Sunday, 11 February 2018

Wake up and smell the coffee

By David Edgar - Own work, CC BY-SA 3.0,
Despite the furore and controversy surrounding the somewhat radical proposals put forward by CAMRA's much vaunted "Revitalisation Project", one important issue seems to have been glossed over.

It's actually more than important it's vital to the very survival of CAMRA as a campaigning organisation; certainly in the medium to long term. The issue is being glossed over, swept under the carpet if you like, and yet it really is the "elephant in the room".

Before I reveal all, I want to mention that I wrote about this subject last year, in a post entitled "It's more than just a numbers game", but at a time when CAMRA under its current CEO, Tim Page remain obsessed with chasing ever increasing membership figures, they remain oblivious to the fact that the vast majority of new recruits are just armchair members.

These are folk content to pay their subscriptions, enjoy free or reduced entry to CAMRA beer festivals (which is probably where most of them joined anyway) and take full advantage of the Wetherspoon's vouchers - almost certainly the reason why many of them signed up in the first place.

Beer festivals don't just run themselves, but take one hell of a lot of organising. Finding sufficient members willing to volunteer and offer their services to allow festivals to happen has been a problem for many years, but more recently has been exacerbated by an increasingly ageing active membership pool, and the problem here is the numbers in this pool is in free-fall as people either become incapacitated, or shuffle off this mortal coil altogether.

When I, and many of my contemporaries first signed up, CAMRA was very much a young person's organisation, with much of the membership either in their twenties or early thirties. Nowadays you will be lucky to find any active members under 50, and in many branches the age is more likely to be 60!

If this ageing issue was just affecting CAMRA-run beer festivals it wouldn't be too much of a problem, but far more seriously if the affect it will have on another main activity of CAMRA's. and that is collecting and collating information for the group's best selling publication, the annual Good Beer Guide.

I somewhat doubt as to whether regular users of the Guide, let alone casual users, appreciate the amount of legwork put in by ordinary branch members in ensuring the publication not only appears each year, but is as accurate and as up to date as a publication of this kind can be; especially when you consider the groundwork is carried out solely by volunteers.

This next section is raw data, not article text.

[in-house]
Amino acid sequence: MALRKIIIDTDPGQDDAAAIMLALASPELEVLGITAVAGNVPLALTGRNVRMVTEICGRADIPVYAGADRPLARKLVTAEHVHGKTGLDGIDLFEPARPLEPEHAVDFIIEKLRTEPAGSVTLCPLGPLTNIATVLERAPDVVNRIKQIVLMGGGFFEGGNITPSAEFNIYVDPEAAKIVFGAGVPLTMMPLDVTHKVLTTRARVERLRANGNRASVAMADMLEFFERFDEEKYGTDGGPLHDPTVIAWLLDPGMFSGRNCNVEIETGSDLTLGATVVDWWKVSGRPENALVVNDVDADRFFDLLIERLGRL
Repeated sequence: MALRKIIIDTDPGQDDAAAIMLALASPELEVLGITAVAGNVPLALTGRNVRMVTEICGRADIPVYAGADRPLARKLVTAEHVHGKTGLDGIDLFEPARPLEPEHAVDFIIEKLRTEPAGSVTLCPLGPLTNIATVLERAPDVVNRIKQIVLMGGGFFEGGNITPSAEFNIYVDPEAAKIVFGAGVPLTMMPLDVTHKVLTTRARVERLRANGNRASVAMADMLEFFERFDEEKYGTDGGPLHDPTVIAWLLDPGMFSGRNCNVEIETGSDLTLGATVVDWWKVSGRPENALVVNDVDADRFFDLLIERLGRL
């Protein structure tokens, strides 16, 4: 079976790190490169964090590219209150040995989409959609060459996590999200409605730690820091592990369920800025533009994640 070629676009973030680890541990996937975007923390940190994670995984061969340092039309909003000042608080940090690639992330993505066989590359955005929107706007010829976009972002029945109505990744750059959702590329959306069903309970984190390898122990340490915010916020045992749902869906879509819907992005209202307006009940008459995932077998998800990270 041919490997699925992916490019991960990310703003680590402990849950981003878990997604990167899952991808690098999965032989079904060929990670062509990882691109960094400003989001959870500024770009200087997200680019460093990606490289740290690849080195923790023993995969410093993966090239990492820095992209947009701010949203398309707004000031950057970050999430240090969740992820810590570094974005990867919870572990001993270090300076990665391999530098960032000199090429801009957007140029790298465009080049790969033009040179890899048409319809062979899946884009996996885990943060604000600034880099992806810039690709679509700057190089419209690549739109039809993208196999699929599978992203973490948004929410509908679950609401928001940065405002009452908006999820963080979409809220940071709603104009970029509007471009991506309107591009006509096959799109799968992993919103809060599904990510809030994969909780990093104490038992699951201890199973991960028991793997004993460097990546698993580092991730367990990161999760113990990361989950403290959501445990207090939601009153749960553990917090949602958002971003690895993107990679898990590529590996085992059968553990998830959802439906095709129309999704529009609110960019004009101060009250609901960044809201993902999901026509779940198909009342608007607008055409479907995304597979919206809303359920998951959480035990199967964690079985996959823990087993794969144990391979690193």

Getting feedback from people out in the field is difficult enough; a good case in point being the exchange of comments between myself and a member from neighbouring North East Sussex branch, which pointed out I was the only person to have submitted beer scores for the Bull at Ticehurst, in over a year.

Performing this action is the easy part, and is something that less active members could easily do, if they could be bothered. What happens next is where the real work begins, and if anything it becomes harder as the process progresses.

Based on information received from NBSS scores, feedback from members, observations and findings from branch pub-crawls or rural outings, plus of course the previous year's entries, branches will draw up a short list of likely candidates for the following year's Guide. Volunteers will then be sought to go out and survey the pubs on the shortlist (in West Kent branch, we ask that members who recommend a specific pub, actually take the time to go back and revisit the establishment in question and fill out a proper survey form).

Anyone who has filled one out of these wretched forms will know just what a pain they can be. At one time the Guide was typeset directly from these forms, so they were supposed to be "machine readable". Filling in each square on the form in BLOCK CAPITALS was one of the most tiresome tasks known to man; I should know as I've still got the scars to prove it!

For some strange reason CAMRA still insists on these rather antiquated forms, even though entries are now made electronically onto the GBG database, by each branch. But here lies another problem; much of the information on the survey forms is incomplete inaccurate, or sometimes both.